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Master And Commander

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Has anyone else seen this film yet? It is essentially plotless, but in the same way that Calumet K was plotless. And, like K, it also depicts efficacious men engaged in rational activities (such as defending the freedom of one's country). What is inspiring about the film is that it depicts this eficaciousness with no comment. It is not presented as heroic. It is not presented as an exception. It is presented as normal and expected human behavior. As such, it was extremely refreshing.

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I enjoyed the film. The plot I thought was existent, but perhaps could have been more well defined. That sometimes happens when a movie is made from a book. There was a conflict between duty and personal will I thought. Lucky Jack was taking a personal initiative, exceeding his orders by hunting the Acheron. Matterin accuses him of this (he "smacks of pride"), but Matterin was also taking his own personal initiative when he explored the island. And in the end, both of their initiatives worked to generate their victory. Their duty is fullfilled, but not because they blindly followed it. So it presents a harmony between personal intiative and duty, with personal initiative as the more powerful force. And, their duty is justified rationally as the defense of their home. A harmony is also achieved between the conflicting interests of Matterin and Jack, symbolized in a poetic way when they play music together.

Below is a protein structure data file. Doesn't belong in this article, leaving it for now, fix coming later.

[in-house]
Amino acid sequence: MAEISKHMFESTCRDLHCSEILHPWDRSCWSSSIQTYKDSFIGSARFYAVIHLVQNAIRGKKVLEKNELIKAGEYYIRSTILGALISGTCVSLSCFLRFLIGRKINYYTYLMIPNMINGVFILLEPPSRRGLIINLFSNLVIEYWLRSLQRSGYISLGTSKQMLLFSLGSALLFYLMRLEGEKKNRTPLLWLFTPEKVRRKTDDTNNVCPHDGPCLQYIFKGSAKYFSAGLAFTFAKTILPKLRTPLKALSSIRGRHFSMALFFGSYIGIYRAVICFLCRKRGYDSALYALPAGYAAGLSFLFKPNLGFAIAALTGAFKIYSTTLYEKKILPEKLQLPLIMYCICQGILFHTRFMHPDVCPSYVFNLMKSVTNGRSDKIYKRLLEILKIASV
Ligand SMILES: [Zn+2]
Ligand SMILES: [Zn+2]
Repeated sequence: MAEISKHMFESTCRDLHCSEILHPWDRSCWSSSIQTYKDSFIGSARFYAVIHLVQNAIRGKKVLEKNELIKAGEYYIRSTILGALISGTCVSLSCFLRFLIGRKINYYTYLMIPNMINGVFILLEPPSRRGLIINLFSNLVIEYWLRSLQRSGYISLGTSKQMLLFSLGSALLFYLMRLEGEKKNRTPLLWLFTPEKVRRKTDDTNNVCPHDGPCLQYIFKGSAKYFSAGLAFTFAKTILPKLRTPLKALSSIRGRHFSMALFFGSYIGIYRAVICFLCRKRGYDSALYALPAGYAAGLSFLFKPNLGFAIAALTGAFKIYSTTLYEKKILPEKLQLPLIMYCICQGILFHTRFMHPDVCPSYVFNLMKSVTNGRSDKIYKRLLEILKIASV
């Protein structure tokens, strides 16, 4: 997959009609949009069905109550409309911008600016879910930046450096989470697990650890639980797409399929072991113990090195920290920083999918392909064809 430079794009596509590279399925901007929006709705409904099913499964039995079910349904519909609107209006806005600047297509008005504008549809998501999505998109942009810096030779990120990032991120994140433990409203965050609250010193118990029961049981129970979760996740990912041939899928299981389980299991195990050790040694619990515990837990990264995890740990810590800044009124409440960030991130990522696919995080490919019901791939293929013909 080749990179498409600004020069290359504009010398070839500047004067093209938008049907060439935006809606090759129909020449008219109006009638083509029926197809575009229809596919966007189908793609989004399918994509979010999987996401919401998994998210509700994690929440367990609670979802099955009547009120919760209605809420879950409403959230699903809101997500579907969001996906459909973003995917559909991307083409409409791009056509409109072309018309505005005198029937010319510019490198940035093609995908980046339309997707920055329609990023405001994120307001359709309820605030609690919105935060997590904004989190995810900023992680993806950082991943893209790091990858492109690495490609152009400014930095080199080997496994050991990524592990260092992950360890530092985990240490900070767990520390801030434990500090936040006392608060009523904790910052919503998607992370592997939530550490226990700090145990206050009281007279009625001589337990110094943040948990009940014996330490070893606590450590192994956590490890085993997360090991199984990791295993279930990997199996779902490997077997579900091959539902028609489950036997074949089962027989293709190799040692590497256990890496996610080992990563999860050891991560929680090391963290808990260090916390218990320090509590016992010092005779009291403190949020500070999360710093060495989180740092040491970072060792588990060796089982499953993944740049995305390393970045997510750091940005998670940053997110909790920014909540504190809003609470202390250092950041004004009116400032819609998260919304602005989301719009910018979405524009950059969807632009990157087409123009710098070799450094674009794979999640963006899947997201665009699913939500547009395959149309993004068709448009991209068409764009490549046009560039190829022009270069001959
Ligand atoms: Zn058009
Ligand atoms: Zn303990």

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I really liked this movie. It wasn't perfect, but it was much better than about 98% of the other movies that are released these days.

I basically agree with Meade's comments. While the plot was relatively simple, there definitely was one. Why do you say that it was essentially plotless, RadCap?

Just to add one particular detail of what I liked about the film to the more general statements that have already been made about why it's good (with which I agree), I was pleasantly surprised--shocked, really--at the part where Jack was forced to make a decision to let a member of his crew die rather than abandon his mission, and then a proper assessment of that decision is made! To hear it expressed in a Hollywood film, especially given today's political climate, that such a death is a casualty of war, the moral responsibility for which lies with the aggressor and not with Jack for leaving him, was really refreshing. I've always respected Peter Weir as a director, but wow. I doubt that many filmmakers today would allow such a stance to be expressed in their movies. I haven't read the novels that this movie was based on, but if that idea came from the books then I respect the author for that and would like to read them.

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